Video Review: Ciara "Like A Boy"

In black-and-white, Ciara hunches back in a chair, her arms tattooed. She says that it’s 2007 and that women should switch roles with their absentee boyfriends to teach them a lesson.

Her boyfriend sits in his chair and looks up at her. She counts off all the things she has down for him and tells him she doesn’t have the time. He shakes his head. She mimes playing a violin and whispers in his ear.

In the chair, she grabs her crotch. Dressed in a white tank top, track pants, and athletic shoes, she sticks to basics.

On stage, she dances with a male version of herself. She puts her heel on the shoulder of the male version of herself. The male version of herself passes her a scarf, which she tosses. Then, she puts her hands by her legs, similar to Marilyn Monroe. She also stands against the background by herself, wearing a hat.

Back on stage, Ciara and several dancers perform a routine.

She cuddles between her boyfriend’s legs on the floor while he sits on the chair. She reaches for his shoulders.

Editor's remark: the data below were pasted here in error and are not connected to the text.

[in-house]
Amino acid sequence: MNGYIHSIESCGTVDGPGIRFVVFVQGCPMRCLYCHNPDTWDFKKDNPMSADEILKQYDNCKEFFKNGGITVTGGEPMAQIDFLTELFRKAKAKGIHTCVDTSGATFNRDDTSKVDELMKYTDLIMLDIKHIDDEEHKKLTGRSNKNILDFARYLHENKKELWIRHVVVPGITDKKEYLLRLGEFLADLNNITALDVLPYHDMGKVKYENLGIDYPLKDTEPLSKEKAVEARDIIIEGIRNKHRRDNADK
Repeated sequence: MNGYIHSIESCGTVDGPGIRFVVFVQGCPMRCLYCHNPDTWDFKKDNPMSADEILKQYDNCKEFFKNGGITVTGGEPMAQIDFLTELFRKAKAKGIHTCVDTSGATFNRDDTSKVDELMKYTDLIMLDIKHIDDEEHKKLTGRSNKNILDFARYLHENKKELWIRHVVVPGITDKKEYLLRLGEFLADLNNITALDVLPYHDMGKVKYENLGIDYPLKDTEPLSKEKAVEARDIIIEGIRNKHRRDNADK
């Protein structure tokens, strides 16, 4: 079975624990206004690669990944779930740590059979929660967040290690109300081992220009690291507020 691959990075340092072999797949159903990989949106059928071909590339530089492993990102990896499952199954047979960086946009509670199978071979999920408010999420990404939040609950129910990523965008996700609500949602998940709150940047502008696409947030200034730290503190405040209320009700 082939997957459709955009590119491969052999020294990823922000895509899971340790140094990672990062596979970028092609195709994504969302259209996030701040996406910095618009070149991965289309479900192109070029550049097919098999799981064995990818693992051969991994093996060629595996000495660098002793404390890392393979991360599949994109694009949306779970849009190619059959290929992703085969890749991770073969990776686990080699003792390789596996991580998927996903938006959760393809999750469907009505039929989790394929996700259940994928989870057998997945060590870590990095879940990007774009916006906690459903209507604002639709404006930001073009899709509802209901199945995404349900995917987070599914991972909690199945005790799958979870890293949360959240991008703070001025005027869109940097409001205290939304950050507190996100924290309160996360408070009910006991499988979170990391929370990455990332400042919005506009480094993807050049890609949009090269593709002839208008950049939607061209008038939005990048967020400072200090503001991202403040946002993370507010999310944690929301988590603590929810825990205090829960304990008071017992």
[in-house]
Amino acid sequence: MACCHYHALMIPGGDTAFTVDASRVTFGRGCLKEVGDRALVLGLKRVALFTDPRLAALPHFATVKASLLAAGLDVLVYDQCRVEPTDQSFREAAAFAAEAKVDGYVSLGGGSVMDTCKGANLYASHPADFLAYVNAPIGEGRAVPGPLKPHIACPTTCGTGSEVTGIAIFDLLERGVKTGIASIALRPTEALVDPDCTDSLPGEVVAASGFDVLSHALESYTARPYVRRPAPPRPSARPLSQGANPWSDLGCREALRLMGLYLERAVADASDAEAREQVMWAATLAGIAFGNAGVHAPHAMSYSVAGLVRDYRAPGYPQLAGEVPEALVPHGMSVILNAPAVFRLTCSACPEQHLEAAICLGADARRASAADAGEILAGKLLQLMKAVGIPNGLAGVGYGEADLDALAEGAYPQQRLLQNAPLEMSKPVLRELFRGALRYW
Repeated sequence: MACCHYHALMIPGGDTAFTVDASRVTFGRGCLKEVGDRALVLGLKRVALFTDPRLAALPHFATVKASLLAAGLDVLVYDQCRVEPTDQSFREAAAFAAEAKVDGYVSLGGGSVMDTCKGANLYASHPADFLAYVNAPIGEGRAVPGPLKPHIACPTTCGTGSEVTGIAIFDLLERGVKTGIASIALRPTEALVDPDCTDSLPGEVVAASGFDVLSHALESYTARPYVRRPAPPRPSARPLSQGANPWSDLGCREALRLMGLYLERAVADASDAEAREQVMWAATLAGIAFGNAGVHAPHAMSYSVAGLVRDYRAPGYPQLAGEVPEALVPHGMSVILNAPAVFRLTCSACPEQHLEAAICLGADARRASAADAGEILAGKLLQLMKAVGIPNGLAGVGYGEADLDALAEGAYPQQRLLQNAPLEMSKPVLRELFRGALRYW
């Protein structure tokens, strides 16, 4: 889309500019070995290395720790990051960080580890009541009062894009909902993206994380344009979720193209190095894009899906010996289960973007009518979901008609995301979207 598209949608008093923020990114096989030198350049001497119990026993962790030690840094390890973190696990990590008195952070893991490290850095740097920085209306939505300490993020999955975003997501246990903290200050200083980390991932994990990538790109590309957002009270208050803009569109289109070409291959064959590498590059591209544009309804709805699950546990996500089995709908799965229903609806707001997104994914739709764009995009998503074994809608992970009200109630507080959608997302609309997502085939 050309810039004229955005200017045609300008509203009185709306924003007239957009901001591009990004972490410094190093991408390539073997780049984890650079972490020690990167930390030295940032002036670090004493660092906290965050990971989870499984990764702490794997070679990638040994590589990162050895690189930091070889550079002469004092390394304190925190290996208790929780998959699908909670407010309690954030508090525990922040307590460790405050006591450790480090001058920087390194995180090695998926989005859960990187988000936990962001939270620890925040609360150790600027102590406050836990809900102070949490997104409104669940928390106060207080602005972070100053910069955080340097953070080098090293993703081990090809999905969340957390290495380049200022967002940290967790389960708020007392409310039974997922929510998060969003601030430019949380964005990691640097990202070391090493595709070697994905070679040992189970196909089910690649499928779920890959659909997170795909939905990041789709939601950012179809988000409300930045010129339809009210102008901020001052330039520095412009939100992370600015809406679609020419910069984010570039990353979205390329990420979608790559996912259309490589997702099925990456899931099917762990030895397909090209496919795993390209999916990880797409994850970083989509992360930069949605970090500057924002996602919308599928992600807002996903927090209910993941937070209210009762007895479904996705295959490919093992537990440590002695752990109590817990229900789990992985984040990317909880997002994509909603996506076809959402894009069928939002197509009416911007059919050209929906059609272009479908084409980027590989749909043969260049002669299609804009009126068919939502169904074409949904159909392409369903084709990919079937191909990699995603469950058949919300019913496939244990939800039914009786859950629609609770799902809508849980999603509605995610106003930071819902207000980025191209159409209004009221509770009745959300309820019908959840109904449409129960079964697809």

As  Ciara and the dancers perform, the lights turn off briefly, turning their image into a silhouette. She lifts up her shirt to her ribs and flexes her muscles. They march and Ciara bends her back, resting in the air. The dancers lie on the ground as she grabs with each arm. She joins them in a pyramid and points at the screen.

She kisses her boyfriend on the cheek.

Rating: 4/5

Ciara, dressed in a white tank top. track pants and athletic shoes. makes a strong statement on the expectations of a woman’s appearance. Men can wear the outfit and people believe they are staying in shape or want to be comfy. However, a woman wearing it suggests she’s gangsta or butch. Either way, her femininity is washed away. It’s as far as the far video goes regarding gender roles, though.

Ciara’s nimble dance moves are tailored to her persona. As the male version of herself, the choreography is tight and short, relying on footwork. With the white tank top, it’s air-defying and physical. As herself, in a white dress, the moves are lighter and kittenish, as though she didn’t want to break out into a sweat and mess up her hair.

Director: Diane Martel Year: 2007


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Pam Avoledo Administrator
Pam Avoledo spends her time binge-watching classic teen dramas and stands firm in her pro-Leyton stance. She also received her journalism degree in 2006 from Oakland University. Her work has been published in the White Wall Review, Sledgehammer Lit ,Greatest City Collective, 45 Magazine ,Fevers of the Mind, Daily Drunk Mag\'s Kirstofia anthology. and forthcoming in Scrawl Place

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